D’Souza said the society needs to “evolve patterns and strategies that will prepare these young men for the distinguished service Ignatius requires of Jesuits -- and this not only for South Asia but for the whole world.”

Fr. Cedric Prakash is the director of Prashant, a center for human rights, justice and peace in the state of Gujarat in western India. He expressed both clear purpose and pride in his work and the place of the India Jesuits in the world today. He said India is blessed with a rich diversity in cultures, languages, backgrounds and religions, and the Jesuits are constantly involved with these cultures, especially with the poor and the marginalized. It is India’s diversity and poverty that is setting the society’s course today.

In a couple minutes, Prakash rattled off names and places where Jesuits in Gujarat are working to empower the poor and bring greater dignity to their lives. One cannot work with the dispossessed, he said, without standing up for human rights and social justice.

Fr. Joe Antony, editor of the Jesuit South Asian magazine, Jivan, as well as the Catholic newspaper, The New Leader, said, “One realizes the importance of respecting and learning from other faiths.” Dialogue is the pathway to counter sectarian politics and religious fundamentalism, he said.

If the work of the Jesuits here is increasingly measured by their commitment to the poor, the heart of what they are telling the world has to do with lifestyle and spirituality. Fr. Francis de Melo, provincial of the Jesuit’s Bombay province, speaks about India and Asia’s rich spiritual heritage. He noted that even as the West becomes “postmodern,” it is also entering an age that longs for “the deepest experiences of life and the powers of the universe.”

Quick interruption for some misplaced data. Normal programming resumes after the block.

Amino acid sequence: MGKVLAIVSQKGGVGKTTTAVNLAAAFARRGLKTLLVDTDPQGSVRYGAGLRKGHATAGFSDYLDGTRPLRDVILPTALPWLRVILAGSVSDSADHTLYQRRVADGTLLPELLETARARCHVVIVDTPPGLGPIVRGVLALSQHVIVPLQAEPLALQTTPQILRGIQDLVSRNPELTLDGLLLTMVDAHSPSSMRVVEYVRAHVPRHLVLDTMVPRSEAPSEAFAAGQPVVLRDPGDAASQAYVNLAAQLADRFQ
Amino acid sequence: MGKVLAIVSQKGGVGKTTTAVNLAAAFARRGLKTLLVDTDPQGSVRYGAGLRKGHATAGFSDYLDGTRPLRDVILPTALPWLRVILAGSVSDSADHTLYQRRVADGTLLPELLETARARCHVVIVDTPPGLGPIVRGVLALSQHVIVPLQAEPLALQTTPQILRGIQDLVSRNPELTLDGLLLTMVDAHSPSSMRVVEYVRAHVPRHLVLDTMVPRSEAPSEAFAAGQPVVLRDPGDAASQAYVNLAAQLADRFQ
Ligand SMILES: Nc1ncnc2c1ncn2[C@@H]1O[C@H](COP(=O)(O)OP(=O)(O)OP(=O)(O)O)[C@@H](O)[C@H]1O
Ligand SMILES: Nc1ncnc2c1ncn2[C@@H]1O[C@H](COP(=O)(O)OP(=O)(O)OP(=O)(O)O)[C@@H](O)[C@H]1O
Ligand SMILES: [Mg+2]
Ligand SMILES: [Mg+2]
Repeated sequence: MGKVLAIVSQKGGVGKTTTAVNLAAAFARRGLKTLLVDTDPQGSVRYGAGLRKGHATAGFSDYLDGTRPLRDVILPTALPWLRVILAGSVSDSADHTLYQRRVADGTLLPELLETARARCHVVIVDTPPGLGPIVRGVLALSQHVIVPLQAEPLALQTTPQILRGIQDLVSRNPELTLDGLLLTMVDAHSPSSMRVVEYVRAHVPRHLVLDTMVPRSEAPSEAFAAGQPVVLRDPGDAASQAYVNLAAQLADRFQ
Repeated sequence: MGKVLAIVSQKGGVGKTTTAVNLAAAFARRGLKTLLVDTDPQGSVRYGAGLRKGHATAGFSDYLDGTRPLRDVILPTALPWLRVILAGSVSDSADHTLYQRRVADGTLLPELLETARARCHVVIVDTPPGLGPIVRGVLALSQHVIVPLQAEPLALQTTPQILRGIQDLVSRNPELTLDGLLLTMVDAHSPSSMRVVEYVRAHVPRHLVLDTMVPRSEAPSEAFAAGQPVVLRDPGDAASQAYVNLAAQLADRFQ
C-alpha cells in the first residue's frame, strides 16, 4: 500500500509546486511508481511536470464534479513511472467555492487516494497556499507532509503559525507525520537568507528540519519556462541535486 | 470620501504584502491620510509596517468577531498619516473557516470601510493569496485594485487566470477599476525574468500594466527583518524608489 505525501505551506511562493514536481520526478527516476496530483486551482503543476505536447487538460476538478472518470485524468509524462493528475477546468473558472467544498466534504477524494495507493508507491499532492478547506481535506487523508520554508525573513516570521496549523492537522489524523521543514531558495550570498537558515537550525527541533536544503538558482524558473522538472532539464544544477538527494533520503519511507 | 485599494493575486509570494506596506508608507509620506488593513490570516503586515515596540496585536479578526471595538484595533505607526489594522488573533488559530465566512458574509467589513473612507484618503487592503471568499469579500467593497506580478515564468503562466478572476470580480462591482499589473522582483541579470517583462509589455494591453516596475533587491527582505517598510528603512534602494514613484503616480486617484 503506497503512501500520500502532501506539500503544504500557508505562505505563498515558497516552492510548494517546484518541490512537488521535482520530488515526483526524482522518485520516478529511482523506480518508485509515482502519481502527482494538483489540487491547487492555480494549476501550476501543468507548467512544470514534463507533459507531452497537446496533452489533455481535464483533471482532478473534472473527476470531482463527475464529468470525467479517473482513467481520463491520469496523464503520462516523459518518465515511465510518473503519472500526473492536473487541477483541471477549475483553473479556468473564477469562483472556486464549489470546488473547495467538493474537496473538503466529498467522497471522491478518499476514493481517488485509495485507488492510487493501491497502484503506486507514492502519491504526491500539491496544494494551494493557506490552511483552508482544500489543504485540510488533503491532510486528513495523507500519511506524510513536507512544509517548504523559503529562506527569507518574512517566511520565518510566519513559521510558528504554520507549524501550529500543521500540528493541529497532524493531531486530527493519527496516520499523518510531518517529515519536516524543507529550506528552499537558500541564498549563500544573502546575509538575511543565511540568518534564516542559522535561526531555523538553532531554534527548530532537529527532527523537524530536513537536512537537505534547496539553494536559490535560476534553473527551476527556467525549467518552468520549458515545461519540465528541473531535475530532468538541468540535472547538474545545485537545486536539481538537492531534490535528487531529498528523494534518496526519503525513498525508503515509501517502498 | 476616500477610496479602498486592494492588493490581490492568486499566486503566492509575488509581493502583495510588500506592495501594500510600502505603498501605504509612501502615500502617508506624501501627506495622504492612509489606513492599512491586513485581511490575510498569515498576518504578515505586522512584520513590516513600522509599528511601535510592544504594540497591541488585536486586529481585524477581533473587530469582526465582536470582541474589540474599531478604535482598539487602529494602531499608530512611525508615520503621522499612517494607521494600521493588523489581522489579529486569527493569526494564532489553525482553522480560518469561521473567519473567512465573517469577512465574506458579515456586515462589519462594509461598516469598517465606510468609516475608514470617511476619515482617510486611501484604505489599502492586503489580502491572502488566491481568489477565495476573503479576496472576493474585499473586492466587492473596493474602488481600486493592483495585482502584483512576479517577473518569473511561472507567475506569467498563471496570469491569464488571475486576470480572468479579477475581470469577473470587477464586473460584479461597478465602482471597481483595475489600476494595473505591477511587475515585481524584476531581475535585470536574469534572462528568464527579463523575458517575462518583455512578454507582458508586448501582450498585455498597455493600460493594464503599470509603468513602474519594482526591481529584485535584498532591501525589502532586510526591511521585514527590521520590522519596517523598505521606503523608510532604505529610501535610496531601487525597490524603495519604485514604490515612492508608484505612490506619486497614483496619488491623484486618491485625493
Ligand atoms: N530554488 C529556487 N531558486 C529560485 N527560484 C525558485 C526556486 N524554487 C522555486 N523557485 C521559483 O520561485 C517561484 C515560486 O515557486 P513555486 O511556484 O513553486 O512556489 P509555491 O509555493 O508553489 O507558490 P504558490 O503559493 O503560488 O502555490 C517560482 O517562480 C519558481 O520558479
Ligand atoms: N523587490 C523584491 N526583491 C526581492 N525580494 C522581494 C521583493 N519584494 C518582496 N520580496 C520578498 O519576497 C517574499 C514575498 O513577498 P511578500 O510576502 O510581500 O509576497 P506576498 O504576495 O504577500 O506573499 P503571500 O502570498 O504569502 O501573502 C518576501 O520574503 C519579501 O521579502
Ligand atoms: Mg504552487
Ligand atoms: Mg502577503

De Melo said that the eastern way of thought matches many of Ignatius’ insights. “Where the West plans and strives to ‘get what one wants when one wants it,’ the Eastern way is to flow with life and the unexpected that life continuously brings,” he said. He finds this notion very close to the Ignatian idea of indifference and obedience, he said, that of flowing wholeheartedly with God’s Providence.

“Where the West sets a high goal and struggles to reach it fast, there is the Eastern way of kaizen, the continuous, natural growth that doesn’t struggle to a target, but enjoys the process of allowing life to expand, naturally like a tree, always putting little shoots at the tips of each of its thousand branches -- no stressful grabbing at a pre-fixed target, just natural growth, not slow, not fast, leading to results that usually exceed planned targets,” de Melo said.

He likened this to the continuous reaching out for “God’s greater glory.”

De Melo said the Jesuits of India could contribute through their own mission and lifestyle this vision of the East to the world. He said they are now challenged to be Asian Jesuits rather that simply Jesuits in Asia.

Janina Gomes is communications manager at the Indo-Italian Chamber of Commerce and Industry, Mumbai, India. She contributes regularly to the “Speaking Tree” column of the Times of India, a column devoted to philosophy and religion.

Related Web site

Bombay Jesuit Society

National Catholic Reporter, November 01, 2002